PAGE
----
Apple's MacBook Air ultra-thin could spawn improved PC notebooks

By Joel Shore, ITworld.com |  Business

The envelope, please. No, it's not just an awards-show phrase, it's precisely
how Steve Jobs unveiled Apple's latest masterwork, the ultrathin MacBook Air
computer at Macworld earlier this week. Just 0.16 inches at its thinnest point,
Jobs pulled the computer from a standard-size manila interoffice envelope. I'm
no Mac maven, but like the crowd packed into the Macworld keynote address, I'm
duly impressed.

Weighing in at around 3 lbs., selling for $1,799, and outfitted with an 80GB
hard drive (a very, very thin hard drive considering the maximum thickness of
0.76 inch), the MacBook Air may be the perfect machine for the executive on
the go. Of course, the fact that it's a Mac and not a PC is likely to be a showstopper
for many, but in 2008 that barrier is a whole lot less valid than it was a decade
ago.

A feature with which I'm especially impressed is the storage option. Toss in
another thousand dollars, and you can replace the 80GB drive with a 64GB flash-based
solid state drive. We're all spoiled these days and look upon 64GB of storage
as paltry, especially compared to the inexpensive 750GB desktop hard drives
that Seagate is cranking out by the trainload. But again, for the executive
crowd and perhaps engineers or architects on a job site, instantaneous, reliable
storage with no spinning disks or heads to crash is a feature too alluring to
ignore.

For most users, 80GB is plenty of space. The new Microsoft Office 2008 for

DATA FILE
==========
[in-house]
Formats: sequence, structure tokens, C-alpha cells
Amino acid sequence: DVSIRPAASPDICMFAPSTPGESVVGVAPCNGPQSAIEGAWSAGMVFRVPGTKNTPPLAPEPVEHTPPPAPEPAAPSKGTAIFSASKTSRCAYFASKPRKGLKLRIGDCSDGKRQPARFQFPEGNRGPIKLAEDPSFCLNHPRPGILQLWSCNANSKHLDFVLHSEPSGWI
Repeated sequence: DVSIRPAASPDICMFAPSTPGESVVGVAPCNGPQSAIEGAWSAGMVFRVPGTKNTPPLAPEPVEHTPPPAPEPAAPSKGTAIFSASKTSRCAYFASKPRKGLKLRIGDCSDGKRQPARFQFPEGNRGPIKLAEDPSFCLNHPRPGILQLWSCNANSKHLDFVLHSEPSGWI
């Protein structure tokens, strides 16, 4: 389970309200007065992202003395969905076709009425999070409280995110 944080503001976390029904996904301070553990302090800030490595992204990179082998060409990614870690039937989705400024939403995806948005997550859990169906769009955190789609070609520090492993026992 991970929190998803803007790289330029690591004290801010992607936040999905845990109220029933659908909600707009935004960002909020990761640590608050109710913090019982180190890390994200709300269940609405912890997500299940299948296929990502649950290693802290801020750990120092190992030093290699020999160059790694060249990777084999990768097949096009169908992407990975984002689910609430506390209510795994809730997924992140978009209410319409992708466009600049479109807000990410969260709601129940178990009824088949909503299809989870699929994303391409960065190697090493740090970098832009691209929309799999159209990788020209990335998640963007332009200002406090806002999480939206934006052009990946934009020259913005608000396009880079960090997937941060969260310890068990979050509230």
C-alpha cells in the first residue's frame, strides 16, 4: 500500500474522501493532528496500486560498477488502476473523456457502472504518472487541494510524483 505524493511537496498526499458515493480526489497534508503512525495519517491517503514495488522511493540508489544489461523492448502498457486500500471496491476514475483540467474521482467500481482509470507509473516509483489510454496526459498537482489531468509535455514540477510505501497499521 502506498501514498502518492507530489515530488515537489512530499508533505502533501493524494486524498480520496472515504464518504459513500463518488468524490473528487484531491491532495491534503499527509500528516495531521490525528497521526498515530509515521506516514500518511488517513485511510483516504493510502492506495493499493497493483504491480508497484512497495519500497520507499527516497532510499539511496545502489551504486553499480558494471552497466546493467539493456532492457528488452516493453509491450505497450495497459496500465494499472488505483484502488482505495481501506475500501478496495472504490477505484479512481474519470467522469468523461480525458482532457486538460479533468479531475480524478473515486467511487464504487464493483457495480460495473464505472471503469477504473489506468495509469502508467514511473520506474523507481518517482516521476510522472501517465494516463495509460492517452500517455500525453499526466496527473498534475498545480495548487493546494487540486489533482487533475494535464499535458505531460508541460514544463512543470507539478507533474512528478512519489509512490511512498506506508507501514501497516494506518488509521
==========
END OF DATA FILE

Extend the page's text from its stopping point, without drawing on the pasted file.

Mac requires 1.5GB of drive space. And typically, Office documents are fairly
small. Adobe's Creative Suite 3 Design Premium edition needs 5GB of space. Of
course, some Adobe files (ultra-high-resolution Photoshop images with many layers,
for example) can grow to several gigabytes in size.

Streamlined to the limits of credulity, the MacBook Air still manages to include
a 13.3-inch widescreen LED (yes, that's LED, not LCD) display and full-size
backlit keyboard.

One thing that's not clear until you read the specs is that the add-on CD/DVD
drive is an additional $99 -- and absolutely necessary. With it you can "install
new software" among other things. Installing software is certainly something
I'd want to do. But wait, there's one more small gotcha. Wireless networking
is built in, but there's no Ethernet RJ-45 port. That's a $29 adapter that plugs
into the unit's sole USB port. Not a big deal, but a minor annoyance. (See the
complete specs here).

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